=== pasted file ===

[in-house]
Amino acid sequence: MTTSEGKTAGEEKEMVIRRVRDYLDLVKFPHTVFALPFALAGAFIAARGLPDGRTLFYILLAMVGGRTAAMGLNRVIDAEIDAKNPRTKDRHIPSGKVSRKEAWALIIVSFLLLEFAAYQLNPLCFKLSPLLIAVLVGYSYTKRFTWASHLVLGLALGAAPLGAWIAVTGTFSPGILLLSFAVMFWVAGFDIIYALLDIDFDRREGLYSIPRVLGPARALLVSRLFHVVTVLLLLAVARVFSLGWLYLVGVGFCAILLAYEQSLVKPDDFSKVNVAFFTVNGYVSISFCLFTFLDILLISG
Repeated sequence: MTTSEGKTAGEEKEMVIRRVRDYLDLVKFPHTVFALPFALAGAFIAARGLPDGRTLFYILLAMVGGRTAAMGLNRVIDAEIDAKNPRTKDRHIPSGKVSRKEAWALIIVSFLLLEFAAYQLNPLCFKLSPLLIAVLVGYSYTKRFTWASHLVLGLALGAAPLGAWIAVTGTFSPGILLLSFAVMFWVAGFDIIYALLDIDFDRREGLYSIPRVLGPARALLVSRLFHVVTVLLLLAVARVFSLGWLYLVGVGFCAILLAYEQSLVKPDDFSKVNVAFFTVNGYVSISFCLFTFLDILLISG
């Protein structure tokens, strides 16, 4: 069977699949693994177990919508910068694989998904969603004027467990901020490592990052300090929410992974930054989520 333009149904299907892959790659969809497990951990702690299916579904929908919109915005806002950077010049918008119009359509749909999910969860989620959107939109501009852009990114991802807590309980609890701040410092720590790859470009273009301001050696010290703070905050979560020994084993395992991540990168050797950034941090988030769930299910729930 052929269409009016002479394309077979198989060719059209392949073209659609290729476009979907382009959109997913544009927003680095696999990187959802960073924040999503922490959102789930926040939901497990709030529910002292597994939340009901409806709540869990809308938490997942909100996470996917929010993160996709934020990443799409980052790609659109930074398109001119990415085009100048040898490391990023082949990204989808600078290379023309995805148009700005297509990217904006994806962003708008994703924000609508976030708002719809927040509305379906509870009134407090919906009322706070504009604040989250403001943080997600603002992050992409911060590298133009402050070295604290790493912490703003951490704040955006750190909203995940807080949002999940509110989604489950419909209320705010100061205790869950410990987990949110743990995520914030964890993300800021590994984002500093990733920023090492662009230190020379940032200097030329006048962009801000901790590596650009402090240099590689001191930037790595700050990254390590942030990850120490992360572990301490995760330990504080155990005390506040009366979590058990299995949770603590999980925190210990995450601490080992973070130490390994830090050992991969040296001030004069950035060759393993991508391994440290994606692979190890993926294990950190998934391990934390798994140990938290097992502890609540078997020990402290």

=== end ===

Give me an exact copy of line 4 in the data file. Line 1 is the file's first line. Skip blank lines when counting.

């Protein structure tokens, strides 16, 4: 069977699949693994177990919508910068694989998904969603004027467990901020490592990052300090929410992974930054989520 333009149904299907892959790659969809497990951990702690299916579904929908919109915005806002950077010049918008119009359509749909999910969860989620959107939109501009852009990114991802807590309980609890701040410092720590790859470009273009301001050696010290703070905050979560020994084993395992991540990168050797950034941090988030769930299910729930 052929269409009016002479394309077979198989060719059209392949073209659609290729476009979907382009959109997913544009927003680095696999990187959802960073924040999503922490959102789930926040939901497990709030529910002292597994939340009901409806709540869990809308938490997942909100996470996917929010993160996709934020990443799409980052790609659109930074398109001119990415085009100048040898490391990023082949990204989808600078290379023309995805148009700005297509990217904006994806962003708008994703924000609508976030708002719809927040509305379906509870009134407090919906009322706070504009604040989250403001943080997600603002992050992409911060590298133009402050070295604290790493912490703003951490704040955006750190909203995940807080949002999940509110989604489950419909209320705010100061205790869950410990987990949110743990995520914030964890993300800021590994984002500093990733920023090492662009230190020379940032200097030329006048962009801000901790590596650009402090240099590689001191930037790595700050990254390590942030990850120490992360572990301490995760330990504080155990005390506040009366979590058990299995949770603590999980925190210990995450601490080992973070130490390994830090050992991969040296001030004069950035060759393993991508391994440290994606692979190890993926294990950190998934391990934390798994140990938290097992502890609540078997020990402290």